In conjunction with an electric guitar amplifier, a power attenuator is used to divert and dissipate some or all of the amplifier's excess or unneeded power in order to reduce the volume of sound produced by the speaker.
With tube guitar amplifiers, it is often desirable to produce distortion by overdriving the output stage. Under such a condition, the amplifier will produce at or near its maximum output power. The resulting volume level, however, may be considered unsuitable for many playing conditions. By reducing the amount of power delivered to the speaker, power attenuators reduce to desired levels the volume of sound produced by the amplifier, without altering the quality of the tone that is being sought.
The most common approach to power attenuation is the 'power soaker' approach. In a 'power soaker', a portion of the power is absorbed by the power attenuator (which is placed in circuit between the output transformer and the guitar speaker), while the remaining portion of the output power is directed to the speaker. An example of a common type of attenuator circuit is the L pad. A variable L pad is a power divider circuit that is designed to operate with a load in such a way as to provide an adjustable level of power to a speaker while maintaining a constant load impedance on the amplifier. 
A different approach, using a Variac or a power scaling circuit, reduces the B+ supply voltage available to the power tubes thus producing power tube distortion at a reduced level such that all available output power is sent to the guitar speaker. The Variac method is not without risk, as the reduced heater voltage applied to the tubes can damage the filament and/or cathode if not operated within the manufacturer's specifications. In a power scaling circuit, by decreasing just the B+ plate voltage, the cathode bias and screen grid voltage decrease proportionately, while the filament voltage stays constant. However the term power attenuator may be a misnomer for this type of power control because lowering B+ voltage tends to increase distortion, whereas according to convention, an attenuator should not introduce distortion.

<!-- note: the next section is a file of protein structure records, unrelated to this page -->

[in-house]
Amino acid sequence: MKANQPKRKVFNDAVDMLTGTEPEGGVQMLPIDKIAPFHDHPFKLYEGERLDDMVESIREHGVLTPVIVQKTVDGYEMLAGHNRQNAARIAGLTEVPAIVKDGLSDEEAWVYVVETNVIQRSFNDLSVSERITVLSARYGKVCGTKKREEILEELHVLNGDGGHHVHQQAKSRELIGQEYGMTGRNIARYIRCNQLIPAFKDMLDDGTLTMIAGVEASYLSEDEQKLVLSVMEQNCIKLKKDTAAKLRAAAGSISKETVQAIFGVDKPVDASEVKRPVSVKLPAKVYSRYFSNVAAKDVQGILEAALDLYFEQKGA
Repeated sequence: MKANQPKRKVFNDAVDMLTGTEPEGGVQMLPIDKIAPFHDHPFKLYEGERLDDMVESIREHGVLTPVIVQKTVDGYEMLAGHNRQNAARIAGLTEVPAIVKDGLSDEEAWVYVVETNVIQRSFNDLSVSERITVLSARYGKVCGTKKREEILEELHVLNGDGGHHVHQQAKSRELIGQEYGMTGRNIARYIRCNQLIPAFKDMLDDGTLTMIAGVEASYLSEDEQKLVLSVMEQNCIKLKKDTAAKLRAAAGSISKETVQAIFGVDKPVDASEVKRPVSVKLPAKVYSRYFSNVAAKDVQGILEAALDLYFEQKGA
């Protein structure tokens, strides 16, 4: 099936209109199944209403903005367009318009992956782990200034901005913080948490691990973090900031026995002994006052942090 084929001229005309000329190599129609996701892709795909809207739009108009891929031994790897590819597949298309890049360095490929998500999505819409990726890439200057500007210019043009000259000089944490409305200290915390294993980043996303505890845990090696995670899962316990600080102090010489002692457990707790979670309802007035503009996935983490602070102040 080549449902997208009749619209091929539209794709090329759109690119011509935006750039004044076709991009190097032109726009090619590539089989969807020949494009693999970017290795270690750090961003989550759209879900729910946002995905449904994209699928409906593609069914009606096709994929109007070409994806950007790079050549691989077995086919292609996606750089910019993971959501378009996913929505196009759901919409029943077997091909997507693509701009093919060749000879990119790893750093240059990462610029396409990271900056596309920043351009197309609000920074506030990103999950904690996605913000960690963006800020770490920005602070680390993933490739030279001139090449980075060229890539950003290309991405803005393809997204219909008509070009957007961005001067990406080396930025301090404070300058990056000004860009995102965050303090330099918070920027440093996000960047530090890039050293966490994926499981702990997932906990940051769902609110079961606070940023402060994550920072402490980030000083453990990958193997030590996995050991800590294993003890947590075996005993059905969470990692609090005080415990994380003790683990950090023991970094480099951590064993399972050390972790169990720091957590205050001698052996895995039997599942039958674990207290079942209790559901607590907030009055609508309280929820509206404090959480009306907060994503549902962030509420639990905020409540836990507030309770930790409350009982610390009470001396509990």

Power Damping is a method of output level control that involves the phase inverter and a potentiometer. The potentiometer allows that stage to be overdriven at reduced output similar to a Post Phase Inverter Master Volume (PPIMV) control.
A power attenuator can be either purely resistive, or mostly resistive and partly reactive. The original guitar amp power attenuator, the Altair Attenuator, was primarily resistive, used a rotary switch to select taps on a toaster coil with low inductance windings. Another early model, simply called 'Power Attenuator' by Active Guitar Electronics, used continuously variable power rheostats. Other models, such as the Marshall Power Brake, add some electrical inductance or capacitance to the electrical load (including fans, light bulbs and coils). There is debate about whether reactive attenuators do a better job of preserving a guitar amplifier's tone.
A guitar amplifier power attenuator may also offer a line-level output jack for sending the distortion-processed signal through an effects chain, to a recording console, or for the purpose of re-amplifying signal through a larger or smaller amplifier.
If the amplifier is designed to accommodate being driven continuously at full power, the use of an attenuator will neither increase nor reduce the potential of damage to the amplifier. An early guitar amplifier to include a power attenuator was the Jim Kelley amplifier, which came with its own L-pad type attenuator. Some production attenuators are the Scholz Power Soak, the Marshall Power Brake, THD Hot Plate, Weber MASS, Audiostorm HotBox and ARACOM.